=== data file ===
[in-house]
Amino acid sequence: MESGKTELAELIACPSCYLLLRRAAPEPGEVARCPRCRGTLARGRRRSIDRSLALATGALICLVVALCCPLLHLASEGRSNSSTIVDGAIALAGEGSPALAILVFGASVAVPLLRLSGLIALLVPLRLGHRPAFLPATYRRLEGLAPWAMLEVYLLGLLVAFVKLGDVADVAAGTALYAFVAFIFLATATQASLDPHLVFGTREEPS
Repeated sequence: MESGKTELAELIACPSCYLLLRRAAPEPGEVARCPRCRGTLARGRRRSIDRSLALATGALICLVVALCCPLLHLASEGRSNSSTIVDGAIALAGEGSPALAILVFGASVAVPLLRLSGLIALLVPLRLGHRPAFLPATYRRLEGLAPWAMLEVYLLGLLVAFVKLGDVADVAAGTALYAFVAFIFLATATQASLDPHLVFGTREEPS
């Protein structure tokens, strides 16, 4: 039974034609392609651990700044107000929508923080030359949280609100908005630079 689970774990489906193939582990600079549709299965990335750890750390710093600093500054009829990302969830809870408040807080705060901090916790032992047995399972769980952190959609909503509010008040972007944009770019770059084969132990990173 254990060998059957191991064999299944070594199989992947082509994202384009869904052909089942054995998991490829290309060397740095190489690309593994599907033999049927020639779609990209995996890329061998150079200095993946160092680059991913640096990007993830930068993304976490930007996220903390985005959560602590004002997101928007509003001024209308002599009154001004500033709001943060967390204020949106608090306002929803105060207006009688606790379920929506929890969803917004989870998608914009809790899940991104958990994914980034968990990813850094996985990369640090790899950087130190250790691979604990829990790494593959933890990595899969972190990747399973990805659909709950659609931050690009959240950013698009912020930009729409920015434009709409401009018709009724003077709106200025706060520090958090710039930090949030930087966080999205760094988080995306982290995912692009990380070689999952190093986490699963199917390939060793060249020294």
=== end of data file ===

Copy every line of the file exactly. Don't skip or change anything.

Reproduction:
[in-house]
Amino acid sequence: MESGKTELAELIACPSCYLLLRRAAPEPGEVARCPRCRGTLARGRRRSIDRSLALATGALICLVVALCCPLLHLASEGRSNSSTIVDGAIALAGEGSPALAILVFGASVAVPLLRLSGLIALLVPLRLGHRPAFLPATYRRLEGLAPWAMLEVYLLGLLVAFVKLGDVADVAAGTALYAFVAFIFLATATQASLDPHLVFGTREEPS
Repeated sequence: MESGKTELAELIACPSCYLLLRRAAPEPGEVARCPRCRGTLARGRRRSIDRSLALATGALICLVVALCCPLLHLASEGRSNSSTIVDGAIALAGEGSPALAILVFGASVAVPLLRLSGLIALLVPLRLGHRPAFLPATYRRLEGLAPWAMLEVYLLGLLVAFVKLGDVADVAAGTALYAFVAFIFLATATQASLDPHLVFGTREEPS
């Protein structure tokens, strides 16, 4: 039974034609392609651990700044107000929508923080030359949280609100908005630079 689970774990489906193939582990600079549709299965990335750890750390710093600093500054009829990302969830809870408040807080705060901090916790032992047995399972769980952190959609909503509010008040972007944009770019770059084969132990990173 254990060998059957191991064999299944070594199989992947082509994202384009869904052909089942054995998991490829290309060397740095190489690309593994599907033999049927020639779609990209995996890329061998150079200095993946160092680059991913640096990007993830930068993304976490930007996220903390985005959560602590004002997101928007509003001024209308002599009154001004500033709001943060967390204020949106608090306002929803105060207006009688606790379920929506929890969803917004989870998608914009809790899940991104958990994914980034968990990813850094996985990369640090790899950087130190250790691979604990829990790494593959933890990595899969972190990747399973990805659909709950659609931050690009959240950013698009912020930009729409920015434009709409401009018709009724003077709106200025706060520090958090710039930090949030930087966080999205760094988080995306982290995912692009990380070689999952190093986490699963199917390939060793060249020294």